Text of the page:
Wayne Wonder (born Von Wayne Charles, 26 July 1972, Buff Bay,
Portland, Jamaica) is a Jamaican reggae fusion (specifically
reggae / R&B) artist. While his early recordings were dancehall
and reggae, he later moved towards hip hop and rap.
Wonder sang in Sunday school as a child, and began songwriting
at the age of 13, getting a major career break when he was given
a regular weekly slot at Metro Media in Allman Town. He auditioned
at Sonic Sounds studio, but while Sly Dunbar was impressed, his touring
commitments with Black Uhuru prevented him from signing Wonder. He
had more success, however, with King Tubby, who produced his first
single, "Long and Lasting Love", in 1985, with two more
following. Wonder's career suffered a setback when Tubby was
killed in 1988, and he recorded for several other record producers
at Sonic Sound, enjoying a further hit with the Lloyd Dennis-produced "It's
Over Now", leading to the release of his first album, No More
Chance, although his success in this era was limited. His fortunes
improved when he began working with Dave Kelly, a friend from primary
school, who had become resident sound engineer at Penthouse Studios.
The partnership enjoyed a string of hits, starting with "Saddest
Day", and they also worked on Wonder's second album, Part 2.
His 1990 live performance of Alphaville's "Forever Young" was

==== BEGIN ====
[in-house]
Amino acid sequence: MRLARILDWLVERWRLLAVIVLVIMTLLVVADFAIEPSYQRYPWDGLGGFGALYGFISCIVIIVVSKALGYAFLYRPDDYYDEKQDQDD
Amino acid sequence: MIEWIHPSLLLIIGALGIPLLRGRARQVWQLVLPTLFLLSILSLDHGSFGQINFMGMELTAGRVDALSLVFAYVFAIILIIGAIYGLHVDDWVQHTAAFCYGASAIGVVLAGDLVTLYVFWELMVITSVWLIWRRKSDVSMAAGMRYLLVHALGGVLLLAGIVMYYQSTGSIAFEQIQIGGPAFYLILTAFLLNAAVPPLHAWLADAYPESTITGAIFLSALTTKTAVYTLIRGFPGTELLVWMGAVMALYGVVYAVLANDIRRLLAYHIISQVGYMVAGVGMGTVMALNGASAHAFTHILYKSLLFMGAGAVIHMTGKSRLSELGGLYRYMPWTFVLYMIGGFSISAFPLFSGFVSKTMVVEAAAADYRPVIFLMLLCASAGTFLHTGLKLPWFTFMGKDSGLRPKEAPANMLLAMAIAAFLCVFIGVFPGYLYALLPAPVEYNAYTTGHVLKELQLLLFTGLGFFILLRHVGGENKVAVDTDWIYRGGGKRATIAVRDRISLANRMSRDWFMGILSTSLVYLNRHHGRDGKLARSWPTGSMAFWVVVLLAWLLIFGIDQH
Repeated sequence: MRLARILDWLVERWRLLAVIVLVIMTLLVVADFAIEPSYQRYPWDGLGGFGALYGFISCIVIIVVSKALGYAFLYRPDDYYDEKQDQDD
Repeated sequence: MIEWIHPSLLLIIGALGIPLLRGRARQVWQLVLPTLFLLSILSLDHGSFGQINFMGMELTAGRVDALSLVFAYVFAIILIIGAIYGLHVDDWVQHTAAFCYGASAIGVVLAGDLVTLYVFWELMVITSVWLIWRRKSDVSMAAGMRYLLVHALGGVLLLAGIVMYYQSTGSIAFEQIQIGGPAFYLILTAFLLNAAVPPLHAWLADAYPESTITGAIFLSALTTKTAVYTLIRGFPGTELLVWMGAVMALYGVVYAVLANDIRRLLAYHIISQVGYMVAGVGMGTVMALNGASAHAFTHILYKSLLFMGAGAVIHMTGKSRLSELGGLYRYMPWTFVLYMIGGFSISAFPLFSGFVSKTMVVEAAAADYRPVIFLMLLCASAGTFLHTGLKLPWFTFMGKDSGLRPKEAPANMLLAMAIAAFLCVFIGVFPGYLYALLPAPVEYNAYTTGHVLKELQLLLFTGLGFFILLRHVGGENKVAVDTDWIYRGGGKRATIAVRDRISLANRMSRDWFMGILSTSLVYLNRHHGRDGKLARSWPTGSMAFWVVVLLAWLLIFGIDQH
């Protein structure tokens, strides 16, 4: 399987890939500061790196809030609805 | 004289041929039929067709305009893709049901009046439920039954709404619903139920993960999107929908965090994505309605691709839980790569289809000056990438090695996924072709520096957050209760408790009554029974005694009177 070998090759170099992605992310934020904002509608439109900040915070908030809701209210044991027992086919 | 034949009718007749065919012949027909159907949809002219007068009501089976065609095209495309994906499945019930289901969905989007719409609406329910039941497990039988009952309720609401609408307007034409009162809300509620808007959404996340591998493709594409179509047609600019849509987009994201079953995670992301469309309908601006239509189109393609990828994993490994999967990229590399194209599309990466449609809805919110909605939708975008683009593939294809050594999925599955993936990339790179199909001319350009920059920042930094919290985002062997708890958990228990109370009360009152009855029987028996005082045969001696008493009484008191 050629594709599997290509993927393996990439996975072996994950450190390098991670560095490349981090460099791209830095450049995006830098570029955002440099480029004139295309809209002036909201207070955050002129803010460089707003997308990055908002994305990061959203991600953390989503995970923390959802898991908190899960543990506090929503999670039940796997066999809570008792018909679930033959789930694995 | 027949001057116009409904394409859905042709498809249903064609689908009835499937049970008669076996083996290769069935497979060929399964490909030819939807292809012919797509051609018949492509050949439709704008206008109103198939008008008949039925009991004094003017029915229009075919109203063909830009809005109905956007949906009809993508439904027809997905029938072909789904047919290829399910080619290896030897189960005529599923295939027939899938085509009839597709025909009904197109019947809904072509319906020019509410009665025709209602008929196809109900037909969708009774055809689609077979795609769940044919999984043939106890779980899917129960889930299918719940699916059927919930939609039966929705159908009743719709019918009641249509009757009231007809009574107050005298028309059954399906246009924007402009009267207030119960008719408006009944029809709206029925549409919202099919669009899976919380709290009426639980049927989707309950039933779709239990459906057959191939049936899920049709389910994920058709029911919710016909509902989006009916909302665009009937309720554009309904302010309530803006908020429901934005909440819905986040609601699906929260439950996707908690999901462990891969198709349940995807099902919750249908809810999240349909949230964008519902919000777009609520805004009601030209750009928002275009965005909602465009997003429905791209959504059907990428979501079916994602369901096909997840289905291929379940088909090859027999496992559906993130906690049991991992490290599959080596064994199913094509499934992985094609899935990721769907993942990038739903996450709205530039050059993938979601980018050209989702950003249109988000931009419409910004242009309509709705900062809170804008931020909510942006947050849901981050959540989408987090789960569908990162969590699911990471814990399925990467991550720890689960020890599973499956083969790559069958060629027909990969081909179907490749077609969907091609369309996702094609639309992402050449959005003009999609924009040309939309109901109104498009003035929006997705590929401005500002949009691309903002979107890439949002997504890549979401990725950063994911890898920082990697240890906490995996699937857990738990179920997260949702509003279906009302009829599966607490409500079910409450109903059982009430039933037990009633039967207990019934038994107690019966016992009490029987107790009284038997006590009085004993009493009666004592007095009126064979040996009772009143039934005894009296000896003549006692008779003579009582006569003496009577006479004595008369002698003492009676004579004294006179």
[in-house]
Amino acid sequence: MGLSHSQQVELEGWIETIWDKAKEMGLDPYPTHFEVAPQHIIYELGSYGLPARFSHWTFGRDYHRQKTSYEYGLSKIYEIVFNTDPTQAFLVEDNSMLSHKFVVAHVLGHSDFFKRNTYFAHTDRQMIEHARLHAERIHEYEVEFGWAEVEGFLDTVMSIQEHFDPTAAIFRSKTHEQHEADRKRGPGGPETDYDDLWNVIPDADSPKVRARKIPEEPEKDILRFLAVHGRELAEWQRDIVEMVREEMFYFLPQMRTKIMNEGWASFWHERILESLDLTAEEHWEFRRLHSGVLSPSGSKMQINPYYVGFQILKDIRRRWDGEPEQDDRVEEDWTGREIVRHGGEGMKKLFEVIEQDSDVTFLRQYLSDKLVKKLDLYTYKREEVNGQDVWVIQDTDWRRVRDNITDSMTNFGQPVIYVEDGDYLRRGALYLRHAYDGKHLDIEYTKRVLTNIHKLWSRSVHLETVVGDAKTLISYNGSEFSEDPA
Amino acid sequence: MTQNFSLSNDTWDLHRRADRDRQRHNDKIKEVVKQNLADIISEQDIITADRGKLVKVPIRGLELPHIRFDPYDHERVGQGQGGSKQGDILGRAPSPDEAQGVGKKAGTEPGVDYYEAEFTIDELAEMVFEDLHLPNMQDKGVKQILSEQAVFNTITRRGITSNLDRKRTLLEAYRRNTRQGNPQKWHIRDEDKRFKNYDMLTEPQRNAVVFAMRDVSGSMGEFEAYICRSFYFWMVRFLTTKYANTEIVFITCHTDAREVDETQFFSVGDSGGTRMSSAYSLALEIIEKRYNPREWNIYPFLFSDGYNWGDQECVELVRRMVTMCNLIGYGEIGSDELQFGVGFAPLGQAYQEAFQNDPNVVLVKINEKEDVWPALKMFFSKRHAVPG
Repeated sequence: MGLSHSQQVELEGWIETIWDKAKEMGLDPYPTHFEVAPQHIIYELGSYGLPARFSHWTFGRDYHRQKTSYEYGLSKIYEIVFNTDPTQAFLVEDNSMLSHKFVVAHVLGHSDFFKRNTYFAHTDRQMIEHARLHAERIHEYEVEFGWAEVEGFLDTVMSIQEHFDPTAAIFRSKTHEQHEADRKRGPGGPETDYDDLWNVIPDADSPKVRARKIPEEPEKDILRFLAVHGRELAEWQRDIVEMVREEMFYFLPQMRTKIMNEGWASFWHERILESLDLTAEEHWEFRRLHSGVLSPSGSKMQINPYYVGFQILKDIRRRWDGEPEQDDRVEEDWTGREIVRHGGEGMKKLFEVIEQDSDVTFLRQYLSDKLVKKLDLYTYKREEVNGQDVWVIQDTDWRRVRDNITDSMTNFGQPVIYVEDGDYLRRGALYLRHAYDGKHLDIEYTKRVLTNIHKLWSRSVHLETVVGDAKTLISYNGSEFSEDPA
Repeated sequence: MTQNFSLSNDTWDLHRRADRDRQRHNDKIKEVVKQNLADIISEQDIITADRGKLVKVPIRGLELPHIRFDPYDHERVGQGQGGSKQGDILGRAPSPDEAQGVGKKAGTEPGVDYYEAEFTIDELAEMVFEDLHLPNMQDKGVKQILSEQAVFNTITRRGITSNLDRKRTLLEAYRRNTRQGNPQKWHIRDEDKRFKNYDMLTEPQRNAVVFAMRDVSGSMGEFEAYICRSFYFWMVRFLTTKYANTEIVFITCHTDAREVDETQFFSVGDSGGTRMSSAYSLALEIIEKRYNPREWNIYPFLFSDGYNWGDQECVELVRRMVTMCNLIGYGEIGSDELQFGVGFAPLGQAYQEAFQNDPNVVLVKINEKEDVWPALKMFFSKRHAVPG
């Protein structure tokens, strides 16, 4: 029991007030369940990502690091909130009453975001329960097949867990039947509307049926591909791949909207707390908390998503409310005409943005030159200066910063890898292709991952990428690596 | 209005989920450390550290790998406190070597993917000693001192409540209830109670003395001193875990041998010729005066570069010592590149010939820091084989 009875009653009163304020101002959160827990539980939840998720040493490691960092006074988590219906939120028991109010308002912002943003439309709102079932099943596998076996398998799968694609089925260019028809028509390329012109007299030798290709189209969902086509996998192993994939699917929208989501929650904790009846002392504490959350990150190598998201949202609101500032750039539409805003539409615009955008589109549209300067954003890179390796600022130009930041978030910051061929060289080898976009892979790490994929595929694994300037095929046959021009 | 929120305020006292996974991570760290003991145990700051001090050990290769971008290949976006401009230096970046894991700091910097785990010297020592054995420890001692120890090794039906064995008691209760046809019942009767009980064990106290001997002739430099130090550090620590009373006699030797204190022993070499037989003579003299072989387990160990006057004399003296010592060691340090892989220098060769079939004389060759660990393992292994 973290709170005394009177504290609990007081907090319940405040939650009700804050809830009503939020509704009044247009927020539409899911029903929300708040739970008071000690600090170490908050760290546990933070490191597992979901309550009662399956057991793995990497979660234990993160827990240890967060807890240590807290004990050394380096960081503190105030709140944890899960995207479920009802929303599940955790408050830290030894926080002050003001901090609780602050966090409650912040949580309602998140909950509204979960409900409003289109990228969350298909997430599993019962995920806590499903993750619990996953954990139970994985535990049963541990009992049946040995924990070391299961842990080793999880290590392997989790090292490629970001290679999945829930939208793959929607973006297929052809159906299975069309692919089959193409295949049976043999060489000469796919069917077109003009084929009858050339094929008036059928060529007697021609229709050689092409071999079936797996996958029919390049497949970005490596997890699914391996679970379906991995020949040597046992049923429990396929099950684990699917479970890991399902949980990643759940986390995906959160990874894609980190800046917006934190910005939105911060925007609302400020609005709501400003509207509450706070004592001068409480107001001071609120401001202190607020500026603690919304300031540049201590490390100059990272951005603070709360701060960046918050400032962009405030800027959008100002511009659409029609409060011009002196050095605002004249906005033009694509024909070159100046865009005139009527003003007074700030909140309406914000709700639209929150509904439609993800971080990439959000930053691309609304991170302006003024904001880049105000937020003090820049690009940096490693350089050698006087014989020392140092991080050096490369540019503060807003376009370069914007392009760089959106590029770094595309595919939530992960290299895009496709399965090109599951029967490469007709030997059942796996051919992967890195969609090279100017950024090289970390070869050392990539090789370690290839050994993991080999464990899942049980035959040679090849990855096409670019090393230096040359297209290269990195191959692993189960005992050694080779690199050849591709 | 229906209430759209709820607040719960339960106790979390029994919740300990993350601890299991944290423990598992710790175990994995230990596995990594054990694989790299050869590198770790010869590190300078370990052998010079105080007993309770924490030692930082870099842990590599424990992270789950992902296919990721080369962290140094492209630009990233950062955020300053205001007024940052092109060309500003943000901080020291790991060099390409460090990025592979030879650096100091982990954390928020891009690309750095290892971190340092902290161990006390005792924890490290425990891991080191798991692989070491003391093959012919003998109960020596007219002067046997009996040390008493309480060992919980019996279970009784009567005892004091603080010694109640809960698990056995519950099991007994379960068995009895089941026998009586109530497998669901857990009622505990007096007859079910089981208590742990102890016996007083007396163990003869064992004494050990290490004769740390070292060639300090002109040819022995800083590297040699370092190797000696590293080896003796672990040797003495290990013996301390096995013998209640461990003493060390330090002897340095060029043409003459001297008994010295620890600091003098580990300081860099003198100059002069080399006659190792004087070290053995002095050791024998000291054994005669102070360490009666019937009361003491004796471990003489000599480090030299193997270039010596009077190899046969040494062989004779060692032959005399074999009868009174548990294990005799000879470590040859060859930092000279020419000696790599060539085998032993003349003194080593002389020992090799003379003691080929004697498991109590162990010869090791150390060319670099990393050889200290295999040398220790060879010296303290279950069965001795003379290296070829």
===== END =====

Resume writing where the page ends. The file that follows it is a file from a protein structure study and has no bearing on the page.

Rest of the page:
recorded and later released to Alphaville fans in a limited, cassette-only
album entitled History. He toured the UK in 1992 along with other
Penthouse stars Marcia Griffiths, Tony Rebel, and Buju Banton.
He also recorded "Bonafide Love (Movie Star)" with Buju
Banton, and wrote several early hits for him, including the controversial "Boom
Bye Bye". He toured again with Banton in 1994 as part of
the Penthouse Showcase.
Wonder formed the band Alias along with Kelly, Baby Cham, Frisco
Kid, and Frankie Sly, and later Entourage.
In 2000, Wonder launched his own record label, Singso, and his 2000
album Da Vibe saw him begin to incorporate hip hop into his sound.
He collaborated with several other major artists, including Jason
Dalyrimple of Soul for Real, Foxy Brown, and Lisa "Left Eye" Lopes,
and the move towards hip hop increased with his 2001 album Schizophrenic.
His career really took off internationally when he signed to Atlantic
Records, achieving worldwide success with the song "No Letting
Go" in 2003. The song is based on the Diwali riddim, which was
also used by several other artists that year, such as Sean Paul,
Lumidee and Missy Elliott. The single reached #11 in the US and
#3 in the UK.
"No Letting Go" and the album No Holding Back were a major
success on urban radio stations in the US, and this prompted the
release of several compilation albums featuring older Wonder material,
including Trojan Records', Inna Bashment Style: The Roots Of An Urban
Warrior (2005). A new album, Foreva was released in 2007. It reached
#6 on the US Top Reggae Albums chart.
Year Album US Reggae Albums US Billboard Hot 200 US R&B/Hip-Hop
1987 Wayne Wonder - - -
1991 Part 2 - - -
2000 Da Vibe - - -
2001 Schizophrenic - - -
2003 No Holding Back 2 29 10
2003 You Me And She - - -
2004 Grey Skies To Blue - - -
2005 Inna Bashment Style: The Roots Of An Urban Warrior - - -
2006 Don't Have To - - -
2006 Original Bombshell - - -
2006 Reggae Chronicles - - -
2007 Foreva 6 - -
2011 - - - -
Year Single UK official chart US Billboard Hot 100
1996 "Something Different"/"The Train is Coming" (Shaggy
featuring Wayne Wonder) 21 -
2003 "No Letting Go" 3 11
2003 "Bounce Along" 19 -
2004 "Hold Me Now" (from the movie, 50 First Dates) - -
2006 "You" - -
2007 "Gonna Love You" - -
2007 "Again" - -
2007 "For My Love" (featuring Trina)